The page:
Represents performance share units granted under our 2010 Plan in March 2018. The performance share units will vest following the end of the 2018-2020 performance period and will be earned based on three-year cumulative EPS and RONA performance, weighted at 50% each.

(3)
Represent grants of shares subject to ratable vesting in three annual installments beginning March 6, 2019.

(4)
Represents grant date fair value as calculated pursuant to ASC Topic 718.

Narrative Disclosure to Summary Compensation Table for Year Ended December 31, 2018 and Grants of Plan-Based Awards in Year 2018 Table

        Certain elements of compensation set forth in the Summary Compensation Table for Year Ended December 31, 2018 and Grants of Plan-Based Awards for Year 2018 Table reflect the terms of employment agreements between us and certain of the named executive officers.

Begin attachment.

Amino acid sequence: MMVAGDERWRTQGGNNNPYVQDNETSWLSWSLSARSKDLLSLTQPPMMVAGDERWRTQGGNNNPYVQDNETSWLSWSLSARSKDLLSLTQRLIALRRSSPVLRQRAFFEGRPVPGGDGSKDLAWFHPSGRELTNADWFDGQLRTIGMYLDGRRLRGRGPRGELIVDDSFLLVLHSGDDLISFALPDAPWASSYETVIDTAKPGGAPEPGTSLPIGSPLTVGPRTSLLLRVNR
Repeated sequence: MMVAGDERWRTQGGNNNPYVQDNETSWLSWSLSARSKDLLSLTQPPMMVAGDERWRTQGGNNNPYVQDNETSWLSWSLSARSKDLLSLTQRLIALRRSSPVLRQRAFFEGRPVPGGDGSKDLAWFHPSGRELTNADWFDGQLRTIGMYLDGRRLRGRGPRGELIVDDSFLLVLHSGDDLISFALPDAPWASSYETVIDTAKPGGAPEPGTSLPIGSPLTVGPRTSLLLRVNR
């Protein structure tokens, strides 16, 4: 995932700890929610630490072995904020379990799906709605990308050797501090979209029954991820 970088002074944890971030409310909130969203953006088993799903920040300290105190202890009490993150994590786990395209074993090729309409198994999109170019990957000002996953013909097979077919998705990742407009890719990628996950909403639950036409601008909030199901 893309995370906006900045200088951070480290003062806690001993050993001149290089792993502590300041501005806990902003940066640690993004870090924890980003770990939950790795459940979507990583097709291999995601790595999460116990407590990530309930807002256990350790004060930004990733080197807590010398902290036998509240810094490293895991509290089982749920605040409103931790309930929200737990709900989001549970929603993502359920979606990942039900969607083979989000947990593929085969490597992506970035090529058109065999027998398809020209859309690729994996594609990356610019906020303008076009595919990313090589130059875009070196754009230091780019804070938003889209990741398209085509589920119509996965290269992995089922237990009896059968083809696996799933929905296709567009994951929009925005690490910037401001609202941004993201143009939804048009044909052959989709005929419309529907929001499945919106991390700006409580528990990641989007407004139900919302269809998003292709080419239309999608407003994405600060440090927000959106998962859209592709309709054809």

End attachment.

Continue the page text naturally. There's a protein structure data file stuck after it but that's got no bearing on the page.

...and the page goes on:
James L Janik.    We are a party to an employment agreement with Mr. Janik that was originally entered into on March 30, 2004, amended as of January 1, 2019 and restated as of February 22, 2019. Prior to its amendment and restatement in 2019, the agreement had an initial term of three years, after which it remained effective for successive one-year periods. The amendment and restatement in 2019 removed the term and successive renewals, such that the agreement will continue until Mr. Janik's employment ends. The agreement provided for an initial base salary of $270,000 per year, subject to